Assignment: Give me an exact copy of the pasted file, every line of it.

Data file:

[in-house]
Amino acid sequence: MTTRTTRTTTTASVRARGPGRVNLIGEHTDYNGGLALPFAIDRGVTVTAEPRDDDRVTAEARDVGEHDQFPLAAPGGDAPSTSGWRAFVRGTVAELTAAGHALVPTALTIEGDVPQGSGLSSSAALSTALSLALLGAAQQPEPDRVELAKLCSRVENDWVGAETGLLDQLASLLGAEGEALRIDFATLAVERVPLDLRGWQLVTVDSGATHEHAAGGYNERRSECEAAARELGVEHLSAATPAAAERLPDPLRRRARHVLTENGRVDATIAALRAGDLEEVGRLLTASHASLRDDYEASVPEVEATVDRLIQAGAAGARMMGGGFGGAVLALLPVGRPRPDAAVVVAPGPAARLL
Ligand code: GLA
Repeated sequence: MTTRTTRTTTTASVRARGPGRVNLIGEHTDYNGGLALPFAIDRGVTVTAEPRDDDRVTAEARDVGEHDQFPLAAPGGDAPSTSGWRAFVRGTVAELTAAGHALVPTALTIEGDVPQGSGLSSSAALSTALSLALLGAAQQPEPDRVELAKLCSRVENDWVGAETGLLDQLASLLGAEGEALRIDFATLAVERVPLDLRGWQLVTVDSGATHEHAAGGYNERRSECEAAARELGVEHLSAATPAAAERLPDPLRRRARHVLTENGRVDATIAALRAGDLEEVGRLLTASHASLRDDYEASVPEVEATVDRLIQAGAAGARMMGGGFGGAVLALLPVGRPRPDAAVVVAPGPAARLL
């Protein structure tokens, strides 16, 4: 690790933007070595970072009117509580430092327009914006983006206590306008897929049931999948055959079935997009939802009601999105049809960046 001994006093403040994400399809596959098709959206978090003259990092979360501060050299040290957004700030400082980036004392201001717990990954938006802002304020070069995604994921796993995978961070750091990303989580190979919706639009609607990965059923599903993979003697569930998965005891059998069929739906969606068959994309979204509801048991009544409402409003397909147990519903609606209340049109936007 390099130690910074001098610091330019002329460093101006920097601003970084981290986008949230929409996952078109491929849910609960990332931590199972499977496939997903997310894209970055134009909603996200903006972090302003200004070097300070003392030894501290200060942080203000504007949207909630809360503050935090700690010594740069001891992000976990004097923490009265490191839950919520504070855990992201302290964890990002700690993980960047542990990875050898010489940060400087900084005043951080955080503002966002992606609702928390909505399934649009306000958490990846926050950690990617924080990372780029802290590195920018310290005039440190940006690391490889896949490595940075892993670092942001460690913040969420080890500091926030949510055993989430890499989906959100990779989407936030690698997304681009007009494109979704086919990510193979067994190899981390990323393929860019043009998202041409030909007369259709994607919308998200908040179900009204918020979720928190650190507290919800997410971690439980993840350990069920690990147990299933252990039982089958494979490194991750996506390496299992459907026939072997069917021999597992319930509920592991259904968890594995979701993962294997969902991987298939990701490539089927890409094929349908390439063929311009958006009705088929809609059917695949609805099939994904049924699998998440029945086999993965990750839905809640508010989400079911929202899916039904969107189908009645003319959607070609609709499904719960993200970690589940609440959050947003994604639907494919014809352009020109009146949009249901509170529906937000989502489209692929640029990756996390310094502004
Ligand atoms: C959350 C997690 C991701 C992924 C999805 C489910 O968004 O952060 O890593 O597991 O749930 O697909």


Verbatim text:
[in-house]
Amino acid sequence: MTTRTTRTTTTASVRARGPGRVNLIGEHTDYNGGLALPFAIDRGVTVTAEPRDDDRVTAEARDVGEHDQFPLAAPGGDAPSTSGWRAFVRGTVAELTAAGHALVPTALTIEGDVPQGSGLSSSAALSTALSLALLGAAQQPEPDRVELAKLCSRVENDWVGAETGLLDQLASLLGAEGEALRIDFATLAVERVPLDLRGWQLVTVDSGATHEHAAGGYNERRSECEAAARELGVEHLSAATPAAAERLPDPLRRRARHVLTENGRVDATIAALRAGDLEEVGRLLTASHASLRDDYEASVPEVEATVDRLIQAGAAGARMMGGGFGGAVLALLPVGRPRPDAAVVVAPGPAARLL
Ligand code: GLA
Repeated sequence: MTTRTTRTTTTASVRARGPGRVNLIGEHTDYNGGLALPFAIDRGVTVTAEPRDDDRVTAEARDVGEHDQFPLAAPGGDAPSTSGWRAFVRGTVAELTAAGHALVPTALTIEGDVPQGSGLSSSAALSTALSLALLGAAQQPEPDRVELAKLCSRVENDWVGAETGLLDQLASLLGAEGEALRIDFATLAVERVPLDLRGWQLVTVDSGATHEHAAGGYNERRSECEAAARELGVEHLSAATPAAAERLPDPLRRRARHVLTENGRVDATIAALRAGDLEEVGRLLTASHASLRDDYEASVPEVEATVDRLIQAGAAGARMMGGGFGGAVLALLPVGRPRPDAAVVVAPGPAARLL
């Protein structure tokens, strides 16, 4: 690790933007070595970072009117509580430092327009914006983006206590306008897929049931999948055959079935997009939802009601999105049809960046 001994006093403040994400399809596959098709959206978090003259990092979360501060050299040290957004700030400082980036004392201001717990990954938006802002304020070069995604994921796993995978961070750091990303989580190979919706639009609607990965059923599903993979003697569930998965005891059998069929739906969606068959994309979204509801048991009544409402409003397909147990519903609606209340049109936007 390099130690910074001098610091330019002329460093101006920097601003970084981290986008949230929409996952078109491929849910609960990332931590199972499977496939997903997310894209970055134009909603996200903006972090302003200004070097300070003392030894501290200060942080203000504007949207909630809360503050935090700690010594740069001891992000976990004097923490009265490191839950919520504070855990992201302290964890990002700690993980960047542990990875050898010489940060400087900084005043951080955080503002966002992606609702928390909505399934649009306000958490990846926050950690990617924080990372780029802290590195920018310290005039440190940006690391490889896949490595940075892993670092942001460690913040969420080890500091926030949510055993989430890499989906959100990779989407936030690698997304681009007009494109979704086919990510193979067994190899981390990323393929860019043009998202041409030909007369259709994607919308998200908040179900009204918020979720928190650190507290919800997410971690439980993840350990069920690990147990299933252990039982089958494979490194991750996506390496299992459907026939072997069917021999597992319930509920592991259904968890594995979701993962294997969902991987298939990701490539089927890409094929349908390439063929311009958006009705088929809609059917695949609805099939994904049924699998998440029945086999993965990750839905809640508010989400079911929202899916039904969107189908009645003319959607070609609709499904719960993200970690589940609440959050947003994604639907494919014809352009020109009146949009249901509170529906937000989502489209692929640029990756996390310094502004
Ligand atoms: C959350 C997690 C991701 C992924 C999805 C489910 O968004 O952060 O890593 O597991 O749930 O697909």